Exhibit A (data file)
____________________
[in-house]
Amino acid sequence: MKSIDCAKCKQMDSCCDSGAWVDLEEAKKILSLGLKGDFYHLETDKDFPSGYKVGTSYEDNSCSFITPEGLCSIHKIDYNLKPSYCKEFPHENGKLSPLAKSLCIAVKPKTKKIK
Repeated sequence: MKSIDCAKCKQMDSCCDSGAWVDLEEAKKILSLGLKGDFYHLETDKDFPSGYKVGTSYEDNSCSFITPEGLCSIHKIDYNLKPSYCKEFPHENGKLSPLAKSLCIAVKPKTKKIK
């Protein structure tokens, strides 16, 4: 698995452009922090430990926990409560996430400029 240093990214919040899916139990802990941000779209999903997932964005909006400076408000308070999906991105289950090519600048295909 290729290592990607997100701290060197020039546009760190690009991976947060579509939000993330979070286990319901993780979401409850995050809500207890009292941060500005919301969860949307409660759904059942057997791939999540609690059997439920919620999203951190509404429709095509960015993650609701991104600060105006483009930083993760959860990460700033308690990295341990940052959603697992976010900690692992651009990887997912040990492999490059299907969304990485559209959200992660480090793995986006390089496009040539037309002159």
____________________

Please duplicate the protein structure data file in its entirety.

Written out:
[in-house]
Amino acid sequence: MKSIDCAKCKQMDSCCDSGAWVDLEEAKKILSLGLKGDFYHLETDKDFPSGYKVGTSYEDNSCSFITPEGLCSIHKIDYNLKPSYCKEFPHENGKLSPLAKSLCIAVKPKTKKIK
Repeated sequence: MKSIDCAKCKQMDSCCDSGAWVDLEEAKKILSLGLKGDFYHLETDKDFPSGYKVGTSYEDNSCSFITPEGLCSIHKIDYNLKPSYCKEFPHENGKLSPLAKSLCIAVKPKTKKIK
């Protein structure tokens, strides 16, 4: 698995452009922090430990926990409560996430400029 240093990214919040899916139990802990941000779209999903997932964005909006400076408000308070999906991105289950090519600048295909 290729290592990607997100701290060197020039546009760190690009991976947060579509939000993330979070286990319901993780979401409850995050809500207890009292941060500005919301969860949307409660759904059942057997791939999540609690059997439920919620999203951190509404429709095509960015993650609701991104600060105006483009930083993760959860990460700033308690990295341990940052959603697992976010900690692992651009990887997912040990492999490059299907969304990485559209959200992660480090793995986006390089496009040539037309002159």